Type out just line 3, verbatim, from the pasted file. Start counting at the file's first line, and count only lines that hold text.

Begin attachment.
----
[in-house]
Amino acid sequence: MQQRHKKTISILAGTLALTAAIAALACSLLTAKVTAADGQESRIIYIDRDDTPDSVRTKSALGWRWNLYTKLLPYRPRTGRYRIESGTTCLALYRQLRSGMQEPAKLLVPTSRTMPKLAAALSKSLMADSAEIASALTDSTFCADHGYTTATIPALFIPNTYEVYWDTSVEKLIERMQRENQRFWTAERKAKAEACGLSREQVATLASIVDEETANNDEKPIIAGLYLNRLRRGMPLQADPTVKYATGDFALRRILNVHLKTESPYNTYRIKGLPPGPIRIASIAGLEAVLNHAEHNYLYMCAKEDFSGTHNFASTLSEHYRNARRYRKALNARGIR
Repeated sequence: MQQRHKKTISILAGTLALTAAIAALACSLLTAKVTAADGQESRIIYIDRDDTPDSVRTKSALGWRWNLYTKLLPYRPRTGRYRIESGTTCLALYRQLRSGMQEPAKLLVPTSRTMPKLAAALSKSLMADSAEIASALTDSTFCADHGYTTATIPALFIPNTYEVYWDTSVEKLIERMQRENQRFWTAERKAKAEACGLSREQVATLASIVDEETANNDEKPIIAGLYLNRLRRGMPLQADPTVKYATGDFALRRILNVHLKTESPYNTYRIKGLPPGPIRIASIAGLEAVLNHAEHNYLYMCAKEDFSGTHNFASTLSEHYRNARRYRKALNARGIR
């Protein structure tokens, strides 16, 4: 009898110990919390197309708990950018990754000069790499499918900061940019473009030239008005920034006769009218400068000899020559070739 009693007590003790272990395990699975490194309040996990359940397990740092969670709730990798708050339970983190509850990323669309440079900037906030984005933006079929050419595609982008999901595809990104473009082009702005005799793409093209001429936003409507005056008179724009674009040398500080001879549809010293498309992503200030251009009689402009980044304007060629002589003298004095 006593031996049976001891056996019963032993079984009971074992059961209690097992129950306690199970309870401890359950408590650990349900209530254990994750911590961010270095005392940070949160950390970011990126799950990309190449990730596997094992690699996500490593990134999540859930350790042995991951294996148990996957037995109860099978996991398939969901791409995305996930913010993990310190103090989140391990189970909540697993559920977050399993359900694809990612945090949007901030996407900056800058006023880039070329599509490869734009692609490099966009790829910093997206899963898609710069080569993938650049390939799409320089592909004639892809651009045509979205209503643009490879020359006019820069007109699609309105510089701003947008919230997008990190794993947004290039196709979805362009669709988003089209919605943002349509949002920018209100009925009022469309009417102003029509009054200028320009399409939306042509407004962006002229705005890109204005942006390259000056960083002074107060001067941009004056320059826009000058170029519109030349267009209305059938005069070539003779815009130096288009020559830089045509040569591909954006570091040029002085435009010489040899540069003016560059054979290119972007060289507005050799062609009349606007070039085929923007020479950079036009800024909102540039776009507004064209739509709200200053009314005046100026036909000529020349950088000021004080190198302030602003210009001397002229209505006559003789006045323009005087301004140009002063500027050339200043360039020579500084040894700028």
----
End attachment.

Repeated sequence: MQQRHKKTISILAGTLALTAAIAALACSLLTAKVTAADGQESRIIYIDRDDTPDSVRTKSALGWRWNLYTKLLPYRPRTGRYRIESGTTCLALYRQLRSGMQEPAKLLVPTSRTMPKLAAALSKSLMADSAEIASALTDSTFCADHGYTTATIPALFIPNTYEVYWDTSVEKLIERMQRENQRFWTAERKAKAEACGLSREQVATLASIVDEETANNDEKPIIAGLYLNRLRRGMPLQADPTVKYATGDFALRRILNVHLKTESPYNTYRIKGLPPGPIRIASIAGLEAVLNHAEHNYLYMCAKEDFSGTHNFASTLSEHYRNARRYRKALNARGIR